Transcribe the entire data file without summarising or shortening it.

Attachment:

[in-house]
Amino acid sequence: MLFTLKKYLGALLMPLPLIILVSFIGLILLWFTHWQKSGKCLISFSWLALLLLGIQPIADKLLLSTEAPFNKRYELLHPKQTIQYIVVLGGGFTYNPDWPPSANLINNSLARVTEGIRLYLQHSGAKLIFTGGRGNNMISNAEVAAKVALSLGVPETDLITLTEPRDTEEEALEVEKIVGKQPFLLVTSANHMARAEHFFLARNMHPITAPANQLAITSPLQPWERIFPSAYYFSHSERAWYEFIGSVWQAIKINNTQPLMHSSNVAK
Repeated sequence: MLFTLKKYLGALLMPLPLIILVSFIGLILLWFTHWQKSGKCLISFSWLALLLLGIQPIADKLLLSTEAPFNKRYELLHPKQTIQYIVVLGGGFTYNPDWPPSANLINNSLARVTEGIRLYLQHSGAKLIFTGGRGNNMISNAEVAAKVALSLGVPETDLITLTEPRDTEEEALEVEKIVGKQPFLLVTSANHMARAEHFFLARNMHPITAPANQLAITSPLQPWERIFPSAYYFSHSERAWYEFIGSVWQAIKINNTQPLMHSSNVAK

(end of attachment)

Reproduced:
[in-house]
Amino acid sequence: MLFTLKKYLGALLMPLPLIILVSFIGLILLWFTHWQKSGKCLISFSWLALLLLGIQPIADKLLLSTEAPFNKRYELLHPKQTIQYIVVLGGGFTYNPDWPPSANLINNSLARVTEGIRLYLQHSGAKLIFTGGRGNNMISNAEVAAKVALSLGVPETDLITLTEPRDTEEEALEVEKIVGKQPFLLVTSANHMARAEHFFLARNMHPITAPANQLAITSPLQPWERIFPSAYYFSHSERAWYEFIGSVWQAIKINNTQPLMHSSNVAK
Repeated sequence: MLFTLKKYLGALLMPLPLIILVSFIGLILLWFTHWQKSGKCLISFSWLALLLLGIQPIADKLLLSTEAPFNKRYELLHPKQTIQYIVVLGGGFTYNPDWPPSANLINNSLARVTEGIRLYLQHSGAKLIFTGGRGNNMISNAEVAAKVALSLGVPETDLITLTEPRDTEEEALEVEKIVGKQPFLLVTSANHMARAEHFFLARNMHPITAPANQLAITSPLQPWERIFPSAYYFSHSERAWYEFIGSVWQAIKINNTQPLMHSSNVAK